Unless the U.S. government’s September 2023 inflation report drops some kind of unforeseen surprise, you can expect the 2024 Social Security cost-of-living adjustment (COLA) to be somewhere in the neighborhood of 3.2%. That estimate is based on the latest Consumer Price Index readings from the Department of Labor.
Labor Department data show that the CPI Index for Urban Wage Earners and Clerical Workers (CPI-W) rose 3.4% in August, up from 2.6% in July, The Motley Fool reported. The CPI-W is the index used to calculate annual Social Security adjustments.
CPI-W changes for July, August and September are added together and averaged, then compared with the Q3 average from a year earlier. The percentage difference is the amount of the COLA, which would be payable in Social Security checks beginning in January 2024.
The higher CPI-W reading in August caused The Senior Citizens League (TSCL), a non-partisan seniors advocacy group, to raise its 2024 COLA estimate to 3.2% from earlier projections of 3.0%.
A COLA of 3.2% would raise the average monthly retiree benefit by about $59. That’s a huge drop from this year’s 8.7% COLA, which pushed the average monthly check up by about $146. The COLA for 2022 was 5.9%. The official 2024 cost-of-living adjustment is expected to be announced on Oct. 12, when the September inflation numbers come out.
As Motley Fool noted, there is a “silver lining” to a 3.2% COLA in that it falls below the 3.3% COLA the Social Security Board of Trustees used as a baseline assumption in its latest analysis of the Social Security trust fund’s financial health.
That fund — officially known as the Old Age and Survivors Insurance (OASI) Trust Fund — is expected to run out of money in about a decade. When it does, Social Security will have to be funded solely by payroll taxes, which currently cover about 77% of benefits.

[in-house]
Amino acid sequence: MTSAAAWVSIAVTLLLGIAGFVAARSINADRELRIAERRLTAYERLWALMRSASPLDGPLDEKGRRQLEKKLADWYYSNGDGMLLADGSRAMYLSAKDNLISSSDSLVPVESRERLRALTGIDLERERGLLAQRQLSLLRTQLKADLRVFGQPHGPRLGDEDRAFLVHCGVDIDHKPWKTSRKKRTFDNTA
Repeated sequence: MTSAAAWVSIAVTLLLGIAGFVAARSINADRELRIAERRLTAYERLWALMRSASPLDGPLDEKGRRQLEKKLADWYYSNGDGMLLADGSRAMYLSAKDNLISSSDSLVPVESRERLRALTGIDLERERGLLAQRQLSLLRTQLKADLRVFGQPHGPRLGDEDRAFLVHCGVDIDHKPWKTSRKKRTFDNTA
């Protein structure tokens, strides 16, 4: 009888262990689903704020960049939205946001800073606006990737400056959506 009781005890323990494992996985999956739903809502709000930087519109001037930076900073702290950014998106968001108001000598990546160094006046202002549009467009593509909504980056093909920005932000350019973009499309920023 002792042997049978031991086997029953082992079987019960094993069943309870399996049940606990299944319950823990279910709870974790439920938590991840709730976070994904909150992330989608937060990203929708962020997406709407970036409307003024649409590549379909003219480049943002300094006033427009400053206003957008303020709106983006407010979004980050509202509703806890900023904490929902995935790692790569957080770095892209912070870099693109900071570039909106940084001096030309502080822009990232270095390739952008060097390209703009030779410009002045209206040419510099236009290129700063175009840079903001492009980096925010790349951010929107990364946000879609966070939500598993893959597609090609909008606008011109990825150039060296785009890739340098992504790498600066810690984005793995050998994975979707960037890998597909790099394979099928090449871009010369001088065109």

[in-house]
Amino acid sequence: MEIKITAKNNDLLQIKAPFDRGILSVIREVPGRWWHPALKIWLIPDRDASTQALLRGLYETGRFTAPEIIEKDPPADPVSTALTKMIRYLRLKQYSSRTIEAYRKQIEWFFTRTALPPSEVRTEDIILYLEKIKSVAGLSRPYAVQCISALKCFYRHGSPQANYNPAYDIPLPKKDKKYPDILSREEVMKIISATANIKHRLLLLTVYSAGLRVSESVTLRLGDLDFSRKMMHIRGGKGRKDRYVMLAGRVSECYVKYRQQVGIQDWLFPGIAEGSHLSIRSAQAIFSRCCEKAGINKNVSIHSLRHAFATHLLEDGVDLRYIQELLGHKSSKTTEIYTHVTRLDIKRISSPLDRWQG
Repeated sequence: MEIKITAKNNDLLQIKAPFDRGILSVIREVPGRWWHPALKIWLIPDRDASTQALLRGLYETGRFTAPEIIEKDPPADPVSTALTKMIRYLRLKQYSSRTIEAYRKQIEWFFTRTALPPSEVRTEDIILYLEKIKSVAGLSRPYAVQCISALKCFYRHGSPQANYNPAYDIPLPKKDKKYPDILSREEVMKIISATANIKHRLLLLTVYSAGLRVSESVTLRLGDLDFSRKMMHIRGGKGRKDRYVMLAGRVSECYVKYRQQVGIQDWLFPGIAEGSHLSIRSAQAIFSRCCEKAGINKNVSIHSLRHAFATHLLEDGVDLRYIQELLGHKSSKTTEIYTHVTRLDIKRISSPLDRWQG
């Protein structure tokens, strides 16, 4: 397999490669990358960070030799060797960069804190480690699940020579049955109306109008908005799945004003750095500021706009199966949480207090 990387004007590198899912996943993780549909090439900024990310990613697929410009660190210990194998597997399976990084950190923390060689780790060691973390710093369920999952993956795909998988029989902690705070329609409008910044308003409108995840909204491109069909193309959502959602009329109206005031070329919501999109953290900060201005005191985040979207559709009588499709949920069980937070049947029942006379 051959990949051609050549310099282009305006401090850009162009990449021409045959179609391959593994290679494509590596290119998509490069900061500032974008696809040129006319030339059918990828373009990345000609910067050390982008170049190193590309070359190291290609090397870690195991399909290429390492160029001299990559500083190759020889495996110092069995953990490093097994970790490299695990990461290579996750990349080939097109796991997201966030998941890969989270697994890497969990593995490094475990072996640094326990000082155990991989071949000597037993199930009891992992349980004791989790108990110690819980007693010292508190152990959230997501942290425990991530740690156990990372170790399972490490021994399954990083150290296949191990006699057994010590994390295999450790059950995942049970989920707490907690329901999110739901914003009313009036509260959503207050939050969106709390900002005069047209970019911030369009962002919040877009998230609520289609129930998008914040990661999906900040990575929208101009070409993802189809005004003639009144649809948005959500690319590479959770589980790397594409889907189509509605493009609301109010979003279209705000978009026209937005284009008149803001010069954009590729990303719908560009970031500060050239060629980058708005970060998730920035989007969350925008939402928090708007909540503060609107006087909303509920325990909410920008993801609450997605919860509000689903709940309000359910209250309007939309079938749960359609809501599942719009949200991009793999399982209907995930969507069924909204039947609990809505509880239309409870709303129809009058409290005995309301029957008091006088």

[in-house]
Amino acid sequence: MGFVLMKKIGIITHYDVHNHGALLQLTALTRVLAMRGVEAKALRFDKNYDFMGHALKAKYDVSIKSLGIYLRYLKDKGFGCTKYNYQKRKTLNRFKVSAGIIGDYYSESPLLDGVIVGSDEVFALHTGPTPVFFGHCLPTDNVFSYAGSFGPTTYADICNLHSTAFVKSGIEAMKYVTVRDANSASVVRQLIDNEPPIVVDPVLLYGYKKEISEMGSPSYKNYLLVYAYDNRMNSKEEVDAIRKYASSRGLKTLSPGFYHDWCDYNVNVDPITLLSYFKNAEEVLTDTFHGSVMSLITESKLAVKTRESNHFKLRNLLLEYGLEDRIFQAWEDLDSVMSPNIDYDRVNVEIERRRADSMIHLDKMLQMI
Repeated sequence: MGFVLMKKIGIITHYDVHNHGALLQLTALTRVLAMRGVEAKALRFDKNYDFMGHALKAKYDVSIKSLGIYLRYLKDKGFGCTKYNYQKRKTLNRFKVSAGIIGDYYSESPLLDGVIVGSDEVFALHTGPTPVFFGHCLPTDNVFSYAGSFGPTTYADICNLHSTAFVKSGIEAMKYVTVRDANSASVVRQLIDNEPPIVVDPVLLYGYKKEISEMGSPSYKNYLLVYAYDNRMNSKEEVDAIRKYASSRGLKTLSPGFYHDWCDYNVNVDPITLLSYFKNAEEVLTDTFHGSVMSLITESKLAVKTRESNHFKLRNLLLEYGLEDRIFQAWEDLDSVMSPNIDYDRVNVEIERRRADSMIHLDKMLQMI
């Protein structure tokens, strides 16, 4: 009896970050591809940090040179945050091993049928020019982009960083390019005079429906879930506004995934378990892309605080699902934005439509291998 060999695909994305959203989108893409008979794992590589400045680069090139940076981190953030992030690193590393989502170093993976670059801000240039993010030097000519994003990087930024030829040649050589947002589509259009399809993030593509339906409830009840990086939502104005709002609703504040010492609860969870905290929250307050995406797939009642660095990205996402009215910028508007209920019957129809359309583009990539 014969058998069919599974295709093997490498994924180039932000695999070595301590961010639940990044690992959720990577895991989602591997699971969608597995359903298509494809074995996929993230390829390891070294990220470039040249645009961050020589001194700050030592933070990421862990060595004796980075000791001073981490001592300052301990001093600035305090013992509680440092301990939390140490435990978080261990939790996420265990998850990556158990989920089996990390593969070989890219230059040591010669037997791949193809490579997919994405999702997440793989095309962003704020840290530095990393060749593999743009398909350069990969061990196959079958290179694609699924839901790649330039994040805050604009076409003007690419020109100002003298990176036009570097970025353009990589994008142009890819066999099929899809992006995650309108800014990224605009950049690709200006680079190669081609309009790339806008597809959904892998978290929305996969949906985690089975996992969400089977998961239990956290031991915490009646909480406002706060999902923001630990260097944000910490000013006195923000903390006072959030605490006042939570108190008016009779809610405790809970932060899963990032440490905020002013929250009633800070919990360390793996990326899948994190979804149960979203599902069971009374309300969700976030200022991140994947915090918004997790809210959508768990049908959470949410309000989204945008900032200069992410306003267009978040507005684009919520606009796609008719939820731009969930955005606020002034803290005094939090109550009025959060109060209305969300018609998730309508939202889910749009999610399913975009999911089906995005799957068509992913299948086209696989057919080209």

A typical newly retired dual-income couple could face a benefit cut of $17,400 when the OASI becomes insolvent, according to estimates from the nonprofit Committee for a Responsible Federal Budget.
A bigger-than-expected COLA in 2024 could accelerate the insolvency timeline, according to The Motley Fool, but a COLA of 3.2% might not have that effect. It would also be the smallest COLA since 2021, though still above the 2.6% COLA average over the last decade.
How would a 3.2% COLA impact Social Security checks? Here’s how the average benefit paid to different groups would change in 2024, according to Social Security Administration data cited by Motley Fool:
- Retired workers: $1,899.16 (an increase of $58.89 a month from 2023)
- Spouses: $918.08 ($28.47 more)
- Survivors: $1,501.02 ($46.54 more)
- Disabled workers: $1,534.41 ($47.58 more)
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